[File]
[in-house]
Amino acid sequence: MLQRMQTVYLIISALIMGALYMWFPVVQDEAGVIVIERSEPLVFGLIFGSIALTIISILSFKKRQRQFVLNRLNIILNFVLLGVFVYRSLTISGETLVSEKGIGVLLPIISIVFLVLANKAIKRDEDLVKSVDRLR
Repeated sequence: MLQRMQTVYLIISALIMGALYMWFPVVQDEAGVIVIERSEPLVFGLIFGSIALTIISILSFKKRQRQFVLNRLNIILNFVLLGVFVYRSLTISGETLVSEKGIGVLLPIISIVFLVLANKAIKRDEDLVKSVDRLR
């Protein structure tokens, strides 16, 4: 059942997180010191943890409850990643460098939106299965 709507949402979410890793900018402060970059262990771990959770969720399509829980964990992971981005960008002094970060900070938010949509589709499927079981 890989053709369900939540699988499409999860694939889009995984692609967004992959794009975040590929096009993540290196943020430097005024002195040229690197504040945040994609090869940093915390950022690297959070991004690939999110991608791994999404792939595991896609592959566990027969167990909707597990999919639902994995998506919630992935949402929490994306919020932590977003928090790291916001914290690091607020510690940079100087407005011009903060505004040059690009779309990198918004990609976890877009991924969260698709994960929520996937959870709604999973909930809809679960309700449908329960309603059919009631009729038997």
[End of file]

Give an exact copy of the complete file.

[in-house]
Amino acid sequence: MLQRMQTVYLIISALIMGALYMWFPVVQDEAGVIVIERSEPLVFGLIFGSIALTIISILSFKKRQRQFVLNRLNIILNFVLLGVFVYRSLTISGETLVSEKGIGVLLPIISIVFLVLANKAIKRDEDLVKSVDRLR
Repeated sequence: MLQRMQTVYLIISALIMGALYMWFPVVQDEAGVIVIERSEPLVFGLIFGSIALTIISILSFKKRQRQFVLNRLNIILNFVLLGVFVYRSLTISGETLVSEKGIGVLLPIISIVFLVLANKAIKRDEDLVKSVDRLR
């Protein structure tokens, strides 16, 4: 059942997180010191943890409850990643460098939106299965 709507949402979410890793900018402060970059262990771990959770969720399509829980964990992971981005960008002094970060900070938010949509589709499927079981 890989053709369900939540699988499409999860694939889009995984692609967004992959794009975040590929096009993540290196943020430097005024002195040229690197504040945040994609090869940093915390950022690297959070991004690939999110991608791994999404792939595991896609592959566990027969167990909707597990999919639902994995998506919630992935949402929490994306919020932590977003928090790291916001914290690091607020510690940079100087407005011009903060505004040059690009779309990198918004990609976890877009991924969260698709994960929520996937959870709604999973909930809809679960309700449908329960309603059919009631009729038997």